UK employment market may be prone to forced labour, says report
The regulatory framework of the UK's employment market has made it susceptible to exploitation and forced labour, according to a recent report from the Joseph Rowntree Foundation.
The report claims that domestic structural weaknesses within the 'overarching dynamics' of the global economy have created gaps in which individuals can become trapped into forced labour by human traffickers and unscrupulous gangmasters.
'Light touch' business regulation and immigration labour policies have helped to push vulnerable people into the informal economy where they are easily exploited, the authors said.
In addition, the high proportion of the workforce in low-paid or temporary agency work, or in jobs at or near the minimum wage have made a ready pool of people who can be exploited in this way, it added.
Self-regulation in certain sectors and lack of enforcement of labour standards has formed a sense of impunity for rogue employers, the report said, and created a situation where labour supply chains can be manipulated.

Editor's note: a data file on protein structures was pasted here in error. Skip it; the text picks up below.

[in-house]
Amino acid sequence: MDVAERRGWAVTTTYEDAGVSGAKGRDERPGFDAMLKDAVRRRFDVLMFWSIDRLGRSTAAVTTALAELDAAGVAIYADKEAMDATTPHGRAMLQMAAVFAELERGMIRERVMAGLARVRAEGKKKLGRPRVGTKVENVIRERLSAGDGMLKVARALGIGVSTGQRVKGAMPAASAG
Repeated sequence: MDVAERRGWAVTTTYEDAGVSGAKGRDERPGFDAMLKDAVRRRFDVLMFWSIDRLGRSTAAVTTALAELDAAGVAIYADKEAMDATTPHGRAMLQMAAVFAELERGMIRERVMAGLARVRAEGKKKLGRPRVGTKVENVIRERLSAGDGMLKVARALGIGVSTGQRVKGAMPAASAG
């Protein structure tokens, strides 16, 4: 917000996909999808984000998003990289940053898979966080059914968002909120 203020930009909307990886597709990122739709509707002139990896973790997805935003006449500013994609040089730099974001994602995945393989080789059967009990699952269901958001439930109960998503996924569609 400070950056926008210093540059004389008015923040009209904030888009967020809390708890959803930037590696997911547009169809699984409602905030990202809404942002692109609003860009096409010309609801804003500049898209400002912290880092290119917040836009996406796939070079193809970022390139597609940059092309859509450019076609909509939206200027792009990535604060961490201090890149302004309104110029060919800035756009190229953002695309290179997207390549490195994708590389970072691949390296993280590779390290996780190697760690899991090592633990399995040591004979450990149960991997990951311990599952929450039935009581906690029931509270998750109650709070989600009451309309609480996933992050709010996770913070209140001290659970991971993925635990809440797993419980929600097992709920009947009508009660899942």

Examining the construction industry, food sector and illegal cannabis-growing operations, the report uncovers how money is made using forced labour.
Profits are generated by minimising costs through very low pay and failure to provide basic rights such as pensions and sick pay. Workers are sometimes charged for additional services, including visas, travel expenses and accommodation. Sometimes they have been put into debt for the price of being smuggled to Britain and are forced to work to pay it off.
According to the Global Slavery Index, the UK is reckoned to have more than 4,200 slaves - defined to include those held in debt bondage, forced marriage, and by human traffickers.
Some 1186 people were identified and referred for support from human trafficking last year, a rise of 25 per cent from 2011. The Modern Slavery Bill, due to be introduced next year, is the Government's response to the problem, consolidating into a single act the offences used to prosecute slave drivers.
Among the report's recommendations was a call for businesses to take more responsibility where 'informality intersects with the formal economy'. For instance, local businesses should make moves to get rid of 'informal recruitment grounds' that allow recruiters and other intermediaries to operate 'quasi slave markets on the high streets of the UK'.
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